"BRIC" stands for Brazil, Russia, India and China. It is a term coined by Goldman Sachs economist Jim O’Neill in 2001 to refer to the economies he believed would be the world’s best performers for the next several years. As the idea behind the term caught on, many mutual funds began to offer ways to invest in these countries.
Most individual investors in the United States limit their investment in the stock market to U.S. companies and a few large international companies that may trade on U.S. markets, such as the New York Stock Exchange or NASDAQ. But by limiting their portfolio to the United States, investors run the risk of overexposure to a single economy. During the 2000s and after the financial crisis, many smaller economies grew faster than the United States during the latter's recessions in 2001 and 2007-09, according to the National Bureau of Economic Research. China, for instance, saw its economy grow by a blistering 10.4% in 2010, while the United States grew by only 2.4% during the same year, according to the CIA's World Factbook. By exposing yourself to other countries, even if your U.S. stocks aren’t doing great, you might still get a high overall growth rate.
Traditional Mutual Funds
Most investment brokerages, such as Fidelity and Vanguard, offer mutual funds that can provide broad exposure to the BRICs. Some funds focus on one country, such as ING’s Russia Fund, while others might focus on all of the BRICs, such as Templeton’s BRIC fund. Many IRA programs allow you to transfer part of your retirement fund into BRIC funds, and might even waive their rules on minimum levels of investment.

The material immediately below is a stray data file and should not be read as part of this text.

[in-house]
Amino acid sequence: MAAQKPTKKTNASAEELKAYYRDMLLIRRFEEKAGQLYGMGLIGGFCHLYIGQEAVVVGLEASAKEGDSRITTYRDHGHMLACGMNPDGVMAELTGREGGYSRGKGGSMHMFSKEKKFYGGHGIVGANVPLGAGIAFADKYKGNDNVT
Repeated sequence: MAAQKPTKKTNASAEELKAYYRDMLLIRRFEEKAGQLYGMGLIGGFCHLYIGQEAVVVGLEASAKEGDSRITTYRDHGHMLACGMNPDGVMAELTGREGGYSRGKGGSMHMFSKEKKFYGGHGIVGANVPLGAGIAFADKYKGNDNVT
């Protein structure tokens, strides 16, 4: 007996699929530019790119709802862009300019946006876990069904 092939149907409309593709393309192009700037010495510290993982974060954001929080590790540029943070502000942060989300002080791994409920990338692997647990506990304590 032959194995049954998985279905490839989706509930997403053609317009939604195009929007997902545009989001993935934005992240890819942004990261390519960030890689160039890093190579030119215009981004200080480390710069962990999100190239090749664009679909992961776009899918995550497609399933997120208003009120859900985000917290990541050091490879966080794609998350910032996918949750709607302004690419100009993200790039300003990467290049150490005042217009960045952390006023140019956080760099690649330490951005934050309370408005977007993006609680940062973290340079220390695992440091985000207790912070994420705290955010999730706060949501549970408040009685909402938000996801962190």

You don’t have to invest in just mutual funds to get into BRICs. ETFs are also available. ETFs are like mutual funds, except that shares in the fund are traded on the open market like shares of any other company. ETFs such as iShares MSCI Brazil ETF can provide a little more flexibility and liquidity than mutual funds if you decide you want to buy into or sell out of the BRICs quickly.
Something else to consider is whether you want to invest in BRICs at all. Despite what the name suggests, the four economies that make up BRICs have little in common. Just because all four economies were growing when the term was coined in 2001 doesn’t imply that they’re still good investments today. According to the CIA's World Factbook, while Brazil’s economy grew 7.5% in 2010, it grew only 0.9% in 2012, and Chinese economic growth fell from 10.4% to 7.8%. BRIC economies, particularly Russia, can also be extremely volatile, according to Melissa Joy, director of investments and client services at the Center for Financial Planning. That volatility can cause huge swings in the returns on BRIC funds. Templeton’s BRIC fund, for example, fell more than 12% in the year ending in the first quarter of 2013, according to the fund's website.
Jake Costa has been a reporter and editor since 2003. Among other topics, he has covered business, finance, science, technology and the environment. He has written for "The Financial Times," Environmental Leader, "Latin Finance" and Sybase. He has a Bachelor of Arts in literature from the University of Michigan.